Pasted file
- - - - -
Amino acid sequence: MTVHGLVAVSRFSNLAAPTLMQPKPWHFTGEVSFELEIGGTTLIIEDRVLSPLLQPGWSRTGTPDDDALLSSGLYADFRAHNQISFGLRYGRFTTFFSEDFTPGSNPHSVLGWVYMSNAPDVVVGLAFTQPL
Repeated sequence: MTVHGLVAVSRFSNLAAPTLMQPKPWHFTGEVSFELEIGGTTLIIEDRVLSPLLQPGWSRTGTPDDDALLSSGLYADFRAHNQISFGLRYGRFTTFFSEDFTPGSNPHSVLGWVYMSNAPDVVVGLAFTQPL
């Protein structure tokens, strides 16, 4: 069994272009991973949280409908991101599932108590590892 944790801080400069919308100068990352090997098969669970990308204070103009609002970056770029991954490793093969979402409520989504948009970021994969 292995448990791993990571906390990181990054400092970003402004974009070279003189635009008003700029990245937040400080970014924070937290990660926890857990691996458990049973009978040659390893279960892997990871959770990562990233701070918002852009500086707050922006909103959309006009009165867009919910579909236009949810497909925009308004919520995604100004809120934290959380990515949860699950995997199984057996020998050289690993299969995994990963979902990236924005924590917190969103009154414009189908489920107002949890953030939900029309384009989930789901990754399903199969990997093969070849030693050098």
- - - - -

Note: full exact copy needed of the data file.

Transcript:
Amino acid sequence: MTVHGLVAVSRFSNLAAPTLMQPKPWHFTGEVSFELEIGGTTLIIEDRVLSPLLQPGWSRTGTPDDDALLSSGLYADFRAHNQISFGLRYGRFTTFFSEDFTPGSNPHSVLGWVYMSNAPDVVVGLAFTQPL
Repeated sequence: MTVHGLVAVSRFSNLAAPTLMQPKPWHFTGEVSFELEIGGTTLIIEDRVLSPLLQPGWSRTGTPDDDALLSSGLYADFRAHNQISFGLRYGRFTTFFSEDFTPGSNPHSVLGWVYMSNAPDVVVGLAFTQPL
């Protein structure tokens, strides 16, 4: 069994272009991973949280409908991101599932108590590892 944790801080400069919308100068990352090997098969669970990308204070103009609002970056770029991954490793093969979402409520989504948009970021994969 292995448990791993990571906390990181990054400092970003402004974009070279003189635009008003700029990245937040400080970014924070937290990660926890857990691996458990049973009978040659390893279960892997990871959770990562990233701070918002852009500086707050922006909103959309006009009165867009919910579909236009949810497909925009308004919520995604100004809120934290959380990515949860699950995997199984057996020998050289690993299969995994990963979902990236924005924590917190969103009154414009189908489920107002949890953030939900029309384009989930789901990754399903199969990997093969070849030693050098």